I wanted to seek help for him, but I didn’t know where to start or what exactly was going on with him. I had people telling me “He’s just a boy.” or “He’s just trying to assert himself because he’s the youngest.”  or “You should be more (fill in the blank).” I also got my share of nasty looks and unsolicited opinions on child-rearing as I carried a screaming, squirming, hitting child out of the grocery store, leaving half a cart of groceries behind me. And they didn’t even see the worst of it.

So which was it? Was he just a boy or was I failing at parenting him? (Those appeared to be the only two options based on unsolicited feedback.  I didn’t buy that this was just “boy” behavior. I had other boys who were not whirling tornados of anger. So was I parenting wrong? This one was tricky. Moms all know how sensitive we can be to other people’s opinions on our child rearing. When you’re at a loss on what to do, it’s easy to start believing the worst of yourself. But, eventually, I decided that the people blaming his behavior on my parenting incompetence were idiots. Nosy, non-helpful, critical, opinionated idiots. That helped. Honestly. It allowed me to let the idiots think what they want while I got to work on helping my kid. If someone is not encouraging or empathetic when they offer parenting “advice,” give yourself permission to deem them an idiot and ignore them.

Here are a few tips from my time navigating early intervention. I hope they’re helpful. Your child’s issue may be different, but I think the tips can still apply.

  1. Gather Information
  2. Ignore Idiots
  3. Speak with Professionals
  4. Be Persistent
  5. Find Support
  6. Invest the Time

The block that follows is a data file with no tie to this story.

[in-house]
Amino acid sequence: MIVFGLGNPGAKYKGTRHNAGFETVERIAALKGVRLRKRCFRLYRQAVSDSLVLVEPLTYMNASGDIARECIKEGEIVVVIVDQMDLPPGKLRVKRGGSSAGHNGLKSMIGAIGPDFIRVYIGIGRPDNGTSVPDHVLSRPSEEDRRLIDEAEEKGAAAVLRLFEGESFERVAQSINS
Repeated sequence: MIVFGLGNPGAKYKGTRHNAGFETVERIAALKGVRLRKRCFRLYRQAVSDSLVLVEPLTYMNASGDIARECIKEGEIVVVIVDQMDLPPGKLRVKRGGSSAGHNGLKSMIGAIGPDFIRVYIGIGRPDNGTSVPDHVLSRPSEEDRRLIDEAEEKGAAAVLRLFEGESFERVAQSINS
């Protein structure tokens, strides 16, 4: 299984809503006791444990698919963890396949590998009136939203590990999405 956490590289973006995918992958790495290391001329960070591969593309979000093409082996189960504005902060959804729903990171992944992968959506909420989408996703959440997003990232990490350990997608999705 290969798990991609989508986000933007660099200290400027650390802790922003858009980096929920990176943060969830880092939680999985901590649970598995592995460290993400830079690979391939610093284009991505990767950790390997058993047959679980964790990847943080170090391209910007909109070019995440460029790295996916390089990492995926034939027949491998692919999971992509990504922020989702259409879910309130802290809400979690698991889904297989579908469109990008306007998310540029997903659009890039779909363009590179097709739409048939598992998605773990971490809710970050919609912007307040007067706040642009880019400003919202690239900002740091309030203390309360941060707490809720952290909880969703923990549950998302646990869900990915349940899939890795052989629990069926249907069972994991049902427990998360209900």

7. Advocate, Advocate, Advocate

I read every parenting book I could find. I read the theories and the step-by-step guides. I googled and asked around in mom-circles. I picked up a copy of The Out of Sync Child by Carol Stock Kranowitz. I can’t remember where I heard about this book, but it was the start of me learning about Sensory Processing Disorder. Piece by piece, we were putting the puzzle together. I documented my son’s behaviors and looked for patterns. (Gather Information) I knew we needed to get evaluated by an Occupational Therapist (Speak with Professionals), but getting that evaluation turned out to be more difficult than I expected. I needed a doctor’s referral. I met with one of the pediatricians in our doctor’s practice with a list of concerns and all my documentation. He dismissed me. Flat-out dismissed me. This, obviously, was disheartening. I had asked for resources, but he treated me as if I were looking for a label or diagnosis. I’m sure they see a bit of that, but I wasn’t interested in labeling my kid at age 4. I was interested in helping him. So I left the practice we had been at for eleven years and sought out a new doctor. (Be Persistent and Ignore Idiots)